Metric vs. Standard: The Nuts And Bolts Of Nuts And Bolts
Since the dawn of time, humans have found it vital to their existence to measure things. In the U.S. today, we have two official systems: standard and metric. This can make things a bit confusing, but we still hesitate to go full metric with the rest of the world. So what’s the story with metric vs. standard? Well, kind of a long one.
A Story in Two Measures
The U.S. originally adapted its Customary Units from the British Imperial System. In the automotive world, the Society of Automotive Engineers established the SAE system commonly used today. But in the late 1790s, France began developing a system that would be measured in perfect units of 10, making calculations and conversions much simpler. This was the Metric System, and over time most of the world adopted it. There are economic reasons the U.S. has held back, but it’s strange, especially in a global economy where one system is used as an international standard.
Better Off Thread
Metric and SAE fasteners are measured differently and with different vocabulary. SAE nuts, bolts and screws are measured by their thread count, or TPI (threads per inch) and their length. Metric fasteners are measured by length and pitch, or the distance between threads. So the systems are opposite in a way: The higher the TPI in a standard bolt, the finer the threads because there’s more squeezed into a set space. The greater the pitch on metric fasteners, the more distance between threads. There are actually up to four pitch options in the metric system, depending on the application. The nice thing about metric threads is that they easily translate to distance. Measured in millimeters, one complete turn of a fastener moves it the exact distance of the pitch — much easier for engineers to manage in the design process.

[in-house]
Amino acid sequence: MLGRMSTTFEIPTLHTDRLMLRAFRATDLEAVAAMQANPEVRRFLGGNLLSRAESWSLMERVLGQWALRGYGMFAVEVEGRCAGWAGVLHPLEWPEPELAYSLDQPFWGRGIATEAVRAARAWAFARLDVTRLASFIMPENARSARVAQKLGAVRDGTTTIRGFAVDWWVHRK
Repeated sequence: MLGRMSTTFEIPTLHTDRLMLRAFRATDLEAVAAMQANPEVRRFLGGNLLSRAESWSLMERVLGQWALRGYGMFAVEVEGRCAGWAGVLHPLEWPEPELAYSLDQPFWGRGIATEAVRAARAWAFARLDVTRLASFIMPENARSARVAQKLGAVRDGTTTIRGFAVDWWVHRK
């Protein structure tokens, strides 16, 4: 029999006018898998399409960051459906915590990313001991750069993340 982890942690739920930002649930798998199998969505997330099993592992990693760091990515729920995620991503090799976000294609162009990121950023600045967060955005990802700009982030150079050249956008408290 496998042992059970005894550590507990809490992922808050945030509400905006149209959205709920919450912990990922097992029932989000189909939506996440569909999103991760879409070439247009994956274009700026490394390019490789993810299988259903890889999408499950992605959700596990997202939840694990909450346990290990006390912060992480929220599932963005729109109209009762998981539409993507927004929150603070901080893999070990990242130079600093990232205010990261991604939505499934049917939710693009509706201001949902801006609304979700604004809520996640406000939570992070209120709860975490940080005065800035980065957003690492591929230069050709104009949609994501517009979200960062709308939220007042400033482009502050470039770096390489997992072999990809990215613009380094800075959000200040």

Experienced mechanics who handle both types of fasteners regularly may be able to tell the difference between a metric or SAE bolt by looking at it, but since most threads are very small, the difference is subtle. And there are consequences to getting it wrong. Forcing a metric bolt into an SAE nut will strip one or both and compromise the integrity of the connection, possibly cause leaks depending on the application, and make some repairs infinitely more complicated. Likewise, using a SAE wrench to tighten down a metric bolt can round out the head and turn into a big problem very quickly.
As a general rule, never force a fastener into place as you risk cross-threading, and always confirm you are working with the right toolset for the project. Some fasteners are stamped with specifications, but your best bet is to use new hardware from a marked container. It’s basically a guarantee that if you’re working on a Japanese, Korean or German car, you’re looking at metric. In the past, most U.S.-based manufacturers used SAE, but modern vehicles with parts made in different countries are beginning to go metric as well, so always check your owner’s manual.
There are thread gauges available, either cast in plastic or even printable that can be useful in identifying threads at home. When tiny differences can quickly create a world of trouble, it is extremely important to know what you’re dealing with.
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Photos courtesy of Blair Lampe.